-Mark “Boomer” Redmond

Movies Screening in New Orleans This Week 10/11/18 – 10/17/18

Here’s a quick rundown of the movies we’re most excited about that are screening in New Orleans this week, focusing on some spooky selections to help kickstart your Halloween celebrations.

Movies We Haven’t Seen (Yet)

Bad Times at the El Royale Six whole years ago, Drew Goddard’s debut feature Cabin in the Woods brought the meta-horror of Wes Craven works like New Nightmare & Scream to a new level of comedic what-the-fuckery. His only credits as a director since have been a couple (excellent) episodes of The Good Place, so this twisty, star-studded neo-noir follow-up feature is much-anticipated (and is supported by one of the year’s best trailers).

Goosebumps 2: Haunted Halloween I didn’t expect to love 2015’s Goosebumps movie nearly as much as I did, but it ended up excelling as a children’s primer for life-long horror fandom, like a Monster Squad update for a generation raised on CGI.  I’m going into this sequel with a much higher level of anticipation, for better or for worse.

The House with the Clock in Its Walls Eli Roth made a name for himself in one of horror’s worst creative slumps: the torture porn nu-metal aughts. He hasn’t been of much interest to me as a result, but recent tongue-in-cheek pranks like the Keanu Reeves head-scratcher Knock Knock have been slowly changing my mind on that, so his directing a PG-rated haunted house comedy for children certainly has an unignorable allure to it. I’m foolishly optimistic.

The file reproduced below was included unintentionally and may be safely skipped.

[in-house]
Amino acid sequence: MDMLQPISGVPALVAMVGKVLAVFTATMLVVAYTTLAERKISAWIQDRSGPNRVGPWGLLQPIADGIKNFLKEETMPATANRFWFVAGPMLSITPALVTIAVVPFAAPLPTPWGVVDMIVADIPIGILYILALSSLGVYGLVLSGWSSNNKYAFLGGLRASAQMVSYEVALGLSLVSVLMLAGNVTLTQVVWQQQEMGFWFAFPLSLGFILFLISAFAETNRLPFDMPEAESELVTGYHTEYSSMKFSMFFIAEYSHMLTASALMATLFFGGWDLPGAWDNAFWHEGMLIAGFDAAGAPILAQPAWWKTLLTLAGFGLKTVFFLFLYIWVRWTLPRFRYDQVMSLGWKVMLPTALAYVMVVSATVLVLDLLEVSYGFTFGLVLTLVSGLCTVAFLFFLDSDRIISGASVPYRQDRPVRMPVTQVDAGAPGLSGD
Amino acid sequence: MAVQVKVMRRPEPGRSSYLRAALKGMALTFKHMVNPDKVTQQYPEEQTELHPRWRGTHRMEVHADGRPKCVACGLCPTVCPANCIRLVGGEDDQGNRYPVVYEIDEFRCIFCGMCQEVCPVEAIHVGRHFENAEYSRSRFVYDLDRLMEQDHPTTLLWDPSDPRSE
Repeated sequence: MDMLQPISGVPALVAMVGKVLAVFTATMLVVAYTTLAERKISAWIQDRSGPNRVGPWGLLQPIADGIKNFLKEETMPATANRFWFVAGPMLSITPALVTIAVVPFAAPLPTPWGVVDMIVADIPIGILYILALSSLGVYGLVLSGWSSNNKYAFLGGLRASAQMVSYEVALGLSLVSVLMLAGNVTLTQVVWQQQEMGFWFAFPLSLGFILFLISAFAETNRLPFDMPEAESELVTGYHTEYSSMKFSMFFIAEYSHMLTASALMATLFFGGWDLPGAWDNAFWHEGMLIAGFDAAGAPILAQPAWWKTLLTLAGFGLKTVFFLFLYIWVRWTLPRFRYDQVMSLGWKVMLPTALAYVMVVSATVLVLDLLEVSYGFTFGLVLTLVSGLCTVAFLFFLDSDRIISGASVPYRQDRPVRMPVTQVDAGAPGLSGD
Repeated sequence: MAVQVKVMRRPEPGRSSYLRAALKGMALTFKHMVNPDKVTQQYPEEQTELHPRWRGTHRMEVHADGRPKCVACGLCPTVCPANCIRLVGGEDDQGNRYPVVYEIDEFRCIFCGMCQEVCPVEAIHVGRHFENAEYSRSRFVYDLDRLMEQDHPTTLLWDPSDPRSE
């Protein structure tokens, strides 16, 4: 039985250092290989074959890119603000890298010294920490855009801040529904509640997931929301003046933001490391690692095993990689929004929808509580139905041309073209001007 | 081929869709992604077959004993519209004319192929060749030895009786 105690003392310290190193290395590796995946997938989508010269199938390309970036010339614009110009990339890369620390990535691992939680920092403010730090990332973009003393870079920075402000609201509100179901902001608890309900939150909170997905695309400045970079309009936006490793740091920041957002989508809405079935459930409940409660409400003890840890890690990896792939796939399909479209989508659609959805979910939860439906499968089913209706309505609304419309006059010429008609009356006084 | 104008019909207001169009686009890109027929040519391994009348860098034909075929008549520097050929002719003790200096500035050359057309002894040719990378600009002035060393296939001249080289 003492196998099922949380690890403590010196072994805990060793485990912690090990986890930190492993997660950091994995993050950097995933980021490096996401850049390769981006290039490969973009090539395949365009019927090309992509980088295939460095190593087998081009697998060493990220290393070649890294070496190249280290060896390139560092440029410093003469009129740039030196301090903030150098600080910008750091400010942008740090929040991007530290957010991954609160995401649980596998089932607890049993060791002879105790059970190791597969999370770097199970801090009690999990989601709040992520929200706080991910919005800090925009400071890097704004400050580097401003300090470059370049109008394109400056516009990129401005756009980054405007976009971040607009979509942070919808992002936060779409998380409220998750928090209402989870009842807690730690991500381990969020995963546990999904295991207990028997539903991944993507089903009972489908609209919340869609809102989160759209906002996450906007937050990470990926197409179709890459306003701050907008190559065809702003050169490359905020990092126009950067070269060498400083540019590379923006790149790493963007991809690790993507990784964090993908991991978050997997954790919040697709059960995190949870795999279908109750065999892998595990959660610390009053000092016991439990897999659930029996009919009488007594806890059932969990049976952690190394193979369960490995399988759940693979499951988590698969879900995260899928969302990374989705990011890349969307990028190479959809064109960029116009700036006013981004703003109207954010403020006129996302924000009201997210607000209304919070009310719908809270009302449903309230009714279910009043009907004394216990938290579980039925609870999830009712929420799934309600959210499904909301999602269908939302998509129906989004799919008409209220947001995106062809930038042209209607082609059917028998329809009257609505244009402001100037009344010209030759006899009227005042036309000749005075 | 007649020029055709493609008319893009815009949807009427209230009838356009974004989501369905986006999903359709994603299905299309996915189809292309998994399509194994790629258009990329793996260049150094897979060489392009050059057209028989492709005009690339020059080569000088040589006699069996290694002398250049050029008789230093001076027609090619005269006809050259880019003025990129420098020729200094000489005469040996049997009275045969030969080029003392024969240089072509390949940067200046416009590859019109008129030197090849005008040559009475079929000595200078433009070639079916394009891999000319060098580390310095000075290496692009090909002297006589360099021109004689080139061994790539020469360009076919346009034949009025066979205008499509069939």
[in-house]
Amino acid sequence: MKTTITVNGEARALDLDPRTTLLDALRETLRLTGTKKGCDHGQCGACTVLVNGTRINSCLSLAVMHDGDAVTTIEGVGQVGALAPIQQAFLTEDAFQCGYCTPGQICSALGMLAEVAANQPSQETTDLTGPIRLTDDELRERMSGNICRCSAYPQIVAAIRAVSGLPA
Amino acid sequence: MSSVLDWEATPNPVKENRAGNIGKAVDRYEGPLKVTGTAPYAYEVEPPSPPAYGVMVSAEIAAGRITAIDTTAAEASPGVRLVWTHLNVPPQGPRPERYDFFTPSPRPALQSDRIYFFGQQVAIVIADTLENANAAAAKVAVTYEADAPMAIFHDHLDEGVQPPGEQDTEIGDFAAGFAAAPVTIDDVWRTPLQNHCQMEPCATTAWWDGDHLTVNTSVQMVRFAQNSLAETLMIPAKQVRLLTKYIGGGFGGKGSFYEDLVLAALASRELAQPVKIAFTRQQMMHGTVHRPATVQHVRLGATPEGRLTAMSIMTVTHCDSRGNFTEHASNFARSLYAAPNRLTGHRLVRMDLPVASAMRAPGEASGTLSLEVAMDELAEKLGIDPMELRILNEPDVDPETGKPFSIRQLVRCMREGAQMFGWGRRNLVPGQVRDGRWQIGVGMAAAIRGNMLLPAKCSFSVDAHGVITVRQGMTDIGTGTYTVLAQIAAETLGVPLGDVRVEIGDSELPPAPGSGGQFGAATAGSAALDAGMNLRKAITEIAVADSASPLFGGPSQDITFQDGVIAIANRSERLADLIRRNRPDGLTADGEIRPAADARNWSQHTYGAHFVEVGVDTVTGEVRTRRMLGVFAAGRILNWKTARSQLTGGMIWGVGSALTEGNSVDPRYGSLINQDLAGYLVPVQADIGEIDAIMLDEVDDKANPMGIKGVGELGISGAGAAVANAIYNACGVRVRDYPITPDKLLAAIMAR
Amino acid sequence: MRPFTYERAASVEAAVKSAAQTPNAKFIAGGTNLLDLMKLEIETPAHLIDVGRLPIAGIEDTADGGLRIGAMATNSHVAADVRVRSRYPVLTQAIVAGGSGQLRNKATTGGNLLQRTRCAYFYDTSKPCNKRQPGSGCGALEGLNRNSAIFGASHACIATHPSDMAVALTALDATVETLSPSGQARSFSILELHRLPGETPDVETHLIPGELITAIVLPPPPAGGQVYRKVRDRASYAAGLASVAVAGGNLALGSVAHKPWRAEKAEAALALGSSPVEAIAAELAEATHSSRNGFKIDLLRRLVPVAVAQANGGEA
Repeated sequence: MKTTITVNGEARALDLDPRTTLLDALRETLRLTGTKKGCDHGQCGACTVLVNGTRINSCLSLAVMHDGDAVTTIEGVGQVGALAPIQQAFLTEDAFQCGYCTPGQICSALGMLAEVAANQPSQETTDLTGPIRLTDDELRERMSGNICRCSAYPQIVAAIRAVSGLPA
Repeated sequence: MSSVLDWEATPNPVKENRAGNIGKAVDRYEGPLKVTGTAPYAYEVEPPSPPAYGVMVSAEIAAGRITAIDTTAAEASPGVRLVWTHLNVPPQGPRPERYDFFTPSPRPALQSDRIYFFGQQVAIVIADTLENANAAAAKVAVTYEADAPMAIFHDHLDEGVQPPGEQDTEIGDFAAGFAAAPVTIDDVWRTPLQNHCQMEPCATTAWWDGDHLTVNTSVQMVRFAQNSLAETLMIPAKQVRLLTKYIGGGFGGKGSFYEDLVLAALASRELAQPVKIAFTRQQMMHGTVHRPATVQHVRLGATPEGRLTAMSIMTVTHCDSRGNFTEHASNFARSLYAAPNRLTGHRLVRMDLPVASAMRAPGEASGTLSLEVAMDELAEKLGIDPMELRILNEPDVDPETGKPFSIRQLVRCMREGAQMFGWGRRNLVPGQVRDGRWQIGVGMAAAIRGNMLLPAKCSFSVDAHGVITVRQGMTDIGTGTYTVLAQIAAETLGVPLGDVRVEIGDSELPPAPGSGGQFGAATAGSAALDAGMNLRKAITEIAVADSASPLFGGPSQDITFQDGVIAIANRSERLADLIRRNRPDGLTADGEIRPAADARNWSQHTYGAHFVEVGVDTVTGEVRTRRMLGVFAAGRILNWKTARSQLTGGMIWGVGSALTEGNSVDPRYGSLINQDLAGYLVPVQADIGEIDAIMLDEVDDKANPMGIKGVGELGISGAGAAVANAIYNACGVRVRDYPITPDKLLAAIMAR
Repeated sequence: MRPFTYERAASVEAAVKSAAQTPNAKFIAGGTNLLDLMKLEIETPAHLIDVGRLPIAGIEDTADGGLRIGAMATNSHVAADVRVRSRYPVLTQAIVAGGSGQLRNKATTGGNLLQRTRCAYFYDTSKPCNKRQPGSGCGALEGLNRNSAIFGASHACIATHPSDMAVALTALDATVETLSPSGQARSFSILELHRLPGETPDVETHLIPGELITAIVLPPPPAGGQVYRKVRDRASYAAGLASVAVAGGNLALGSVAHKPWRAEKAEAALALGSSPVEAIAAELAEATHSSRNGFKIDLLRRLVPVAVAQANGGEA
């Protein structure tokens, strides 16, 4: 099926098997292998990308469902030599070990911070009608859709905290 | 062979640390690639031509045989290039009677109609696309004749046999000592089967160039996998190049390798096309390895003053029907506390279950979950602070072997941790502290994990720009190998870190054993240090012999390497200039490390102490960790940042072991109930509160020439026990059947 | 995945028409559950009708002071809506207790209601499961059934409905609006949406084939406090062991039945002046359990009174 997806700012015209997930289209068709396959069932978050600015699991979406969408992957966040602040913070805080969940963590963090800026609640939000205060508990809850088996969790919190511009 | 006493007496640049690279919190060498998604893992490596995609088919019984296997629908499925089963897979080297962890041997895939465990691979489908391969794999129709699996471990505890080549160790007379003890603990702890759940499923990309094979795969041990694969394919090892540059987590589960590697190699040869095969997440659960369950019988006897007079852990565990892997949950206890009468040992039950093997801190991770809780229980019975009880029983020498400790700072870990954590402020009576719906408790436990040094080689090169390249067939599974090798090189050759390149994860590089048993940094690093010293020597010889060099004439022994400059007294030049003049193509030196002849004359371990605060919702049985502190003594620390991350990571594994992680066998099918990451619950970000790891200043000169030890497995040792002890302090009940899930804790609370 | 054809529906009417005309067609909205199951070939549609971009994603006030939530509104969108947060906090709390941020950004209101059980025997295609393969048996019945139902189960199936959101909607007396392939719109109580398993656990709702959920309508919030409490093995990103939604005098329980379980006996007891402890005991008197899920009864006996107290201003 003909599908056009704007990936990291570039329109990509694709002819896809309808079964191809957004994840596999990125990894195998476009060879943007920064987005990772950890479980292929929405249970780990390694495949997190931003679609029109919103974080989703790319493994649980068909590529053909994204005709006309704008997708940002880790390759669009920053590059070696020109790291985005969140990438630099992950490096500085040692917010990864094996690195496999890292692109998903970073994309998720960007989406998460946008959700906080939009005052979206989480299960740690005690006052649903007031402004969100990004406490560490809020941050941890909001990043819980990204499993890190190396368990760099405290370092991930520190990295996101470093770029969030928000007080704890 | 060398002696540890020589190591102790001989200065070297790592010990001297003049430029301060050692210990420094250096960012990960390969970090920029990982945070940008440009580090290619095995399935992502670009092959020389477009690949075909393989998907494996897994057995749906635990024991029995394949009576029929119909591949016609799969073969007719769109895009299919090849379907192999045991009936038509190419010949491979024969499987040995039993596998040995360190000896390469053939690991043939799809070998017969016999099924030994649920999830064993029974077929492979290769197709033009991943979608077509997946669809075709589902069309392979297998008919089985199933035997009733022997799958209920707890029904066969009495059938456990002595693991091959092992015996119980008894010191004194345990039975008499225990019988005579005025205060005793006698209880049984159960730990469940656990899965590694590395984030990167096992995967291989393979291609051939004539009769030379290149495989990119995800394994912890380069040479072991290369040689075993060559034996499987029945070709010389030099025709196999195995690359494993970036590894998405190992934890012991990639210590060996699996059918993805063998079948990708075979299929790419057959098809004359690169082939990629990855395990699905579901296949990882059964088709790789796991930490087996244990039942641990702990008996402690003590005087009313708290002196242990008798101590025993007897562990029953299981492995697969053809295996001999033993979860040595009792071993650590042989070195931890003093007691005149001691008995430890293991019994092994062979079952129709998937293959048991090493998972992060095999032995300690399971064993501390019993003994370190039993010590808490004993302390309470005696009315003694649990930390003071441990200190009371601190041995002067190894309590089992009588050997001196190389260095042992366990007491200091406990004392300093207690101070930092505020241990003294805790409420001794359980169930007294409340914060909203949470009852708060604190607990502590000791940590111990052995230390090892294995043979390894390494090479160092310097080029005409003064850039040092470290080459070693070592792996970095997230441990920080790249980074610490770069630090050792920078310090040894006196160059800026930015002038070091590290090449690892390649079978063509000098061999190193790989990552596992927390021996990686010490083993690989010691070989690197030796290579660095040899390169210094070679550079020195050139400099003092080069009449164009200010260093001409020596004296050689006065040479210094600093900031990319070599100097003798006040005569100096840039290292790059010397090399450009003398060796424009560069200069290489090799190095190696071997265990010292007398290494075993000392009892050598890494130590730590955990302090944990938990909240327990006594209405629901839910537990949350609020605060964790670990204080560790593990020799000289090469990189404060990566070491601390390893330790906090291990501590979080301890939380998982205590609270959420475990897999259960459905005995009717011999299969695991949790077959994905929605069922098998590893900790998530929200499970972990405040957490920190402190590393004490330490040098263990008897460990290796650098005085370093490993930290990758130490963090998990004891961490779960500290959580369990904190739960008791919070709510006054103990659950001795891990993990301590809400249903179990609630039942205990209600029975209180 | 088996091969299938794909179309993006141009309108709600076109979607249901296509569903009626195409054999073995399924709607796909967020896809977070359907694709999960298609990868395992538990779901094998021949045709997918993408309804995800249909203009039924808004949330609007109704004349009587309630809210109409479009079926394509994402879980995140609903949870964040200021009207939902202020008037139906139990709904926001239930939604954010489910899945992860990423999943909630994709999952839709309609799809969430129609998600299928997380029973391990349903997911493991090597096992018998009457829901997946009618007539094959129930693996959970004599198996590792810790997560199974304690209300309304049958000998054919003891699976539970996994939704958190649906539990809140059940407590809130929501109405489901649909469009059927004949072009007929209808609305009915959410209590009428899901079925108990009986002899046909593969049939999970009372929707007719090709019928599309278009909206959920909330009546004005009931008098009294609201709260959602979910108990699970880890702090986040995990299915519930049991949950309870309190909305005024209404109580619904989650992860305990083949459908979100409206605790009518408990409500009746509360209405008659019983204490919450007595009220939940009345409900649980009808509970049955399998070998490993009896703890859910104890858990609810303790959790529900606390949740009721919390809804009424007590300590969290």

Hell Fest It’s October, which means it’s time to indulge in as many gimmicky, mainstream horrors as possible before Halloween comes & goes. This one is set at a haunted house amusement park, appearing to fall halfway between the grime of The Funhouse & the slick production of the Final Destination series in its basic aesthetic. It almost doesn’t even matter if it ends up being any good; it’s just the exact right season to see a ridiculous horror movie big & loud with an early-run crowd.

Movies We Already Enjoyed

Halloween (1978) – Catch John Carpenter’s genre-pioneering slasher on the big screen before its latest decades-late sequel hits the multiplexes next week.  ‘Tis the season! Playing Friday 10/12, Saturday 10/13, and Sunday 10/14 as part of Prytania’s Kill-o-rama series.

Dracula (1931) – Tod Browning’s Universal Monsters classic is mostly notable for its killer lead performance from Bela Lugosi as its titular vampire (and most enjoyable when accompanied by Philip Glass’s 1990s score, which likely won’t be included with these screenings), but it’s also too legendary to be missed in a proper theatrical setting. Playing Sunday 10/14 & Wednesday 10/17 as part of Prytania’s Classic Movies series.

Mandy Panos Cosmatos’s follow-up to Beyond the Black Rainbow is being sold as a badass psychedelic freakout starring an unhinged Nic Cage in a heavy metal revenge fantasy. The truth is much stranger than that, as the film is in actuality a slow descent into the Hell of personal grief, much more grotesque & distressing than anything that could be considered feel-good badassery. It’s metal. It’s psychedelic. It deserves to be seen as big & as loud as possible. Just don’t expect it to be a party. Only screening at The Broad Theater.